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  • Provenance

    Maison du Mexique, Cité Internationale Universitaire,  Paris, France; Philippe and Patricia Jousse, Paris, France; Laurence and Patrick Seguin, Paris, France

  • Literature

    Galeries Jousse Seguin and Enrico Navarra, Jean Prouvé, Paris, 1998, pp. 152-153; Mary McLeod, ed., Charlotte Perriand: An Art of Living, New York, 2003, p. 231; Peter Sulzer, Jean Prouvé: Oeuvre Complète/Complete Works, Volume 3: 1944-1954, Basel, 2005, p. 260, cat. no. 1240.2; Jacques Barsac, Charlotte Perriand-Un Art d'Habiter, Paris, 2005, front cover and pp. 368-379 for a discussion of this bookcase and interiors at the Maison du Mexique; Elizabeth Védrenne, Charlotte Perriand, New York, 2005, p. 60; Jacques Barsac, Charlotte Perriand et le Japon, Paris, 2008, p. 205

  • Catalogue Essay

    Although never a couple, Charlotte Perriand and Jean Prouvé stood hand-in-hand at midcentury, the pragmatic parents of postwar modernism in France. Together they devised economic solutions to the problems of daily life in everyday places: dormitories, locker rooms, apartments, offices. Their unadorned furniture, built from wood, aluminium, and bent sheet steel, never sacrificed clarity for decoration, “but its construction is so powerful that it imposes itself in space like sculpture,” as fashion designer Azzedine Alaïa observed of Prouvé’s work. (Laurence Bergerot, Patrick Seguin, Jean Prouvé, Paris, 2007, vol. 1, p. 23)
     
    Longtime friends, the two designers formalized their relationship in 1952 at the behest of gallerist Steph Simon. That year and the next, they collaborated on furniture—bookshelves, tables, beds—for the student bedrooms of the Maison de la Tunisie and Maison du Mexique at Cité Universitaire, Paris. In both residences, each room was dominated by a large bookcase whose wide plank shelves were joined by staggered aluminium ‘blocks’ painted black and white, as well as diamond-embossed aluminium sliding doors in various colors. Unlike the ‘Tunisie’, suspended on the wall and supported by a single central leg, the freestanding ‘Mexique’ functioned not only as bookcase and storage unit but also as screen, a chief architectural element separating bed from washbasin and animating the room.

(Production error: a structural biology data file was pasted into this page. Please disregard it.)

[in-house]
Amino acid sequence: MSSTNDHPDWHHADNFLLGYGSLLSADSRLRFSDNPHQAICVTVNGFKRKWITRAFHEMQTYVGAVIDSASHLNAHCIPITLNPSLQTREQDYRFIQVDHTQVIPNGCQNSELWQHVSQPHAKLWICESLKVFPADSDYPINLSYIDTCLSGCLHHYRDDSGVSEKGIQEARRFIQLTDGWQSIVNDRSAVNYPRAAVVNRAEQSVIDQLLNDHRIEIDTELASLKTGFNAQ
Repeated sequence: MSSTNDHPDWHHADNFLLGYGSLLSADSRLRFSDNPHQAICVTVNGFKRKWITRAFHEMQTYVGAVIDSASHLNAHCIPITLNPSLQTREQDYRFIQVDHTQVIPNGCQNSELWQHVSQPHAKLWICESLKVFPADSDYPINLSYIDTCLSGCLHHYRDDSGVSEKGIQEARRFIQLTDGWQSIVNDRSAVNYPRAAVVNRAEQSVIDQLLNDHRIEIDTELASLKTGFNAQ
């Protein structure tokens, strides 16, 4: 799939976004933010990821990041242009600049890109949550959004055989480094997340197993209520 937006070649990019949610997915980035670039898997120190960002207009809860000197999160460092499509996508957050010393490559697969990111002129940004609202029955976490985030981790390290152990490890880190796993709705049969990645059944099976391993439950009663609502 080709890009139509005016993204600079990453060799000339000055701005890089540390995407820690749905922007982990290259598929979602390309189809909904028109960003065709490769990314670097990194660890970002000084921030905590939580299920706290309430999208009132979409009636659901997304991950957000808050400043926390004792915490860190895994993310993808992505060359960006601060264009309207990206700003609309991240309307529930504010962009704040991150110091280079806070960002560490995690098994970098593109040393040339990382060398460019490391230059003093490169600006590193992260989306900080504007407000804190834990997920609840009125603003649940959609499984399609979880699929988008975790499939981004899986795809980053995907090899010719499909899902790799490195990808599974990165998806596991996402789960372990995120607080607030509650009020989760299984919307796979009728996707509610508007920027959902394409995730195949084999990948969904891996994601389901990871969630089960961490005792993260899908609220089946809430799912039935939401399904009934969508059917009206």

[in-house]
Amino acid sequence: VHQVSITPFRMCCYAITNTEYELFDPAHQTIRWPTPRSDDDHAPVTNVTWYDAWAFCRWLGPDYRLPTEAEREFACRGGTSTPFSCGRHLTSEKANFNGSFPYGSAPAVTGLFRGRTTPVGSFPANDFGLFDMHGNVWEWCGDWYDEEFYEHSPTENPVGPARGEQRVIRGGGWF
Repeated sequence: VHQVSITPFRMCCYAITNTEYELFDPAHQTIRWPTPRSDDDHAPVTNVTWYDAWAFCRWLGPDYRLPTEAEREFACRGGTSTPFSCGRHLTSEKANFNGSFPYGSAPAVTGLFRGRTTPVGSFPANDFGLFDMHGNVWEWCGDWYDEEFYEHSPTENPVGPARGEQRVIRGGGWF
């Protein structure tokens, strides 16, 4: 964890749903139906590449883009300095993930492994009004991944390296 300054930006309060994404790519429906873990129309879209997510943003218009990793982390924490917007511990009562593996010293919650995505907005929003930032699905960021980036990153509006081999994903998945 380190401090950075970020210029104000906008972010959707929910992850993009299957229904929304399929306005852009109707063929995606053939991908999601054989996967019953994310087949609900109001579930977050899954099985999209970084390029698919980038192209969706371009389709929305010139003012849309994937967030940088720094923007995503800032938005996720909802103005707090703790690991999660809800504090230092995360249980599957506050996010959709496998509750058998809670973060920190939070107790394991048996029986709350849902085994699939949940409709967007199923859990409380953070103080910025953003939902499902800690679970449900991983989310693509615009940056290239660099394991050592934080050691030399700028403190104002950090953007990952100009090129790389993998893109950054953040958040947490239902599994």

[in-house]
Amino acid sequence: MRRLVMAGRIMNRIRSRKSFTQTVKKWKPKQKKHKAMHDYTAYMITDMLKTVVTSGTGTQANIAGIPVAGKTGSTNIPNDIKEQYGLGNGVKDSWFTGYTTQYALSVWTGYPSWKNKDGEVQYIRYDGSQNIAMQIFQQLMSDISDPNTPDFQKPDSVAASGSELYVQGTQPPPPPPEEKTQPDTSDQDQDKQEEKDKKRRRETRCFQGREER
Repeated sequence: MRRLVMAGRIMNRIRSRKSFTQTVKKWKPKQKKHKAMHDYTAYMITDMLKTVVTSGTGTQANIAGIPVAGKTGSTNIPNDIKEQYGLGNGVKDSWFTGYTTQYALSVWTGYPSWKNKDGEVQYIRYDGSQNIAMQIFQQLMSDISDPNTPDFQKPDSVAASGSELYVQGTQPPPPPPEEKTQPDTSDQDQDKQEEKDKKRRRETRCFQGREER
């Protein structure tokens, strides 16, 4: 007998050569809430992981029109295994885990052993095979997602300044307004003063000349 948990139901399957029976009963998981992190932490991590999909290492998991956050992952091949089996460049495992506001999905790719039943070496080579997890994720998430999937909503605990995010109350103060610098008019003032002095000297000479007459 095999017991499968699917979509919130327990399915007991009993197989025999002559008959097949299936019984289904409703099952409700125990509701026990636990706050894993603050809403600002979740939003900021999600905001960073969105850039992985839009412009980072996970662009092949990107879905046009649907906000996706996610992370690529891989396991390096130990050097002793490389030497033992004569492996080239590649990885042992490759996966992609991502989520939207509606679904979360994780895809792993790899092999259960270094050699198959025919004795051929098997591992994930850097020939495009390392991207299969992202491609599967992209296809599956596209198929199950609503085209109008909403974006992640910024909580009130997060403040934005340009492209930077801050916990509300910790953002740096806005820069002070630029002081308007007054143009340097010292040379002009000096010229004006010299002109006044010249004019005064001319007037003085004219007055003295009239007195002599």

“Are we going to have mass or void?” asked Perriand in her autobiography Une Vie de Création (The Monacelli Press, New York, 2003). With its energetic interplay of forms in space, the ‘Mexique’ achieves both. “This seemingly ridiculous question is in fact an important one. For some, the void represents emptiness and destitution; for others it is the key to thought and motion.” No doubt thought is motion, colored by memory and digression. With its polychrome patchwork, the ‘Mexique’ in situ must have echoed the asymmetric daydreams of the students who lived there. Lacquered Yucatán Yellow and Hacienda Red, did it comfort certain students hankering for home?
     
    Seventy-seven examples of the present lot were built for the Maison du Mexique, Cité Universitaire,                     9 Boulevard Jourdan, Paris.

80

‘Mexique’ bookcase, from the Maison du Mexique, Cité Universitaire, Paris

1953
Pine, painted ‘Diamond Point’motif, aluminium, bent steel.
160.5 x 184.5 x 31 cm. (63 1/4 x 72 5/8 x 12 1/4 in.)
Manufactured by Les Ateliers Jean Prouvé, France. 

Estimate
£80,000 - 140,000 

Sold for £97,250

Design

28 April 2010
London